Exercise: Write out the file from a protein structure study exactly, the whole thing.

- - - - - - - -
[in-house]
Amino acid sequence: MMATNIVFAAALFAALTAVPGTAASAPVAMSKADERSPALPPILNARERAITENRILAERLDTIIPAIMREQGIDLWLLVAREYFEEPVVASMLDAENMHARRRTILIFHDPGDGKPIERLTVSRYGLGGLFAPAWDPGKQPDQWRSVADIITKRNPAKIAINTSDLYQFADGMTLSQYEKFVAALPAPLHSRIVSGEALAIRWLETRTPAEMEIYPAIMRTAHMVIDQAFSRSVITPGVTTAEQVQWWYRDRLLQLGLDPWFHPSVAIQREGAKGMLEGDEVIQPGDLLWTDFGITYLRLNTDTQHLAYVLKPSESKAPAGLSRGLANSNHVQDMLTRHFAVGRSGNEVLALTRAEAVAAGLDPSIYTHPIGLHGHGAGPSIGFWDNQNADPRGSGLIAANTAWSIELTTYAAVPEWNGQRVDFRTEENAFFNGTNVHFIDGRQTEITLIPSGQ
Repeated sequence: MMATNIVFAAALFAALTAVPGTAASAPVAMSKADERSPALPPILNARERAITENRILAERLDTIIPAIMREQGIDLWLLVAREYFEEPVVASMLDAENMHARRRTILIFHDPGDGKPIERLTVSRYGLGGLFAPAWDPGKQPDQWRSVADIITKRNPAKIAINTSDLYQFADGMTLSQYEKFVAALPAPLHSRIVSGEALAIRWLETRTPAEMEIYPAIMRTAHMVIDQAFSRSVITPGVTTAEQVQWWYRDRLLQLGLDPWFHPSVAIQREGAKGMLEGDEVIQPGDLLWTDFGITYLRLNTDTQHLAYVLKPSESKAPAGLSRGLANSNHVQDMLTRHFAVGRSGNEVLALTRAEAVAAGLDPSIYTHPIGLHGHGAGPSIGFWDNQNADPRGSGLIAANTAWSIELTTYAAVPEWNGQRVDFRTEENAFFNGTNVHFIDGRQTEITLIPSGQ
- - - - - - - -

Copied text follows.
[in-house]
Amino acid sequence: MMATNIVFAAALFAALTAVPGTAASAPVAMSKADERSPALPPILNARERAITENRILAERLDTIIPAIMREQGIDLWLLVAREYFEEPVVASMLDAENMHARRRTILIFHDPGDGKPIERLTVSRYGLGGLFAPAWDPGKQPDQWRSVADIITKRNPAKIAINTSDLYQFADGMTLSQYEKFVAALPAPLHSRIVSGEALAIRWLETRTPAEMEIYPAIMRTAHMVIDQAFSRSVITPGVTTAEQVQWWYRDRLLQLGLDPWFHPSVAIQREGAKGMLEGDEVIQPGDLLWTDFGITYLRLNTDTQHLAYVLKPSESKAPAGLSRGLANSNHVQDMLTRHFAVGRSGNEVLALTRAEAVAAGLDPSIYTHPIGLHGHGAGPSIGFWDNQNADPRGSGLIAANTAWSIELTTYAAVPEWNGQRVDFRTEENAFFNGTNVHFIDGRQTEITLIPSGQ
Repeated sequence: MMATNIVFAAALFAALTAVPGTAASAPVAMSKADERSPALPPILNARERAITENRILAERLDTIIPAIMREQGIDLWLLVAREYFEEPVVASMLDAENMHARRRTILIFHDPGDGKPIERLTVSRYGLGGLFAPAWDPGKQPDQWRSVADIITKRNPAKIAINTSDLYQFADGMTLSQYEKFVAALPAPLHSRIVSGEALAIRWLETRTPAEMEIYPAIMRTAHMVIDQAFSRSVITPGVTTAEQVQWWYRDRLLQLGLDPWFHPSVAIQREGAKGMLEGDEVIQPGDLLWTDFGITYLRLNTDTQHLAYVLKPSESKAPAGLSRGLANSNHVQDMLTRHFAVGRSGNEVLALTRAEAVAAGLDPSIYTHPIGLHGHGAGPSIGFWDNQNADPRGSGLIAANTAWSIELTTYAAVPEWNGQRVDFRTEENAFFNGTNVHFIDGRQTEITLIPSGQ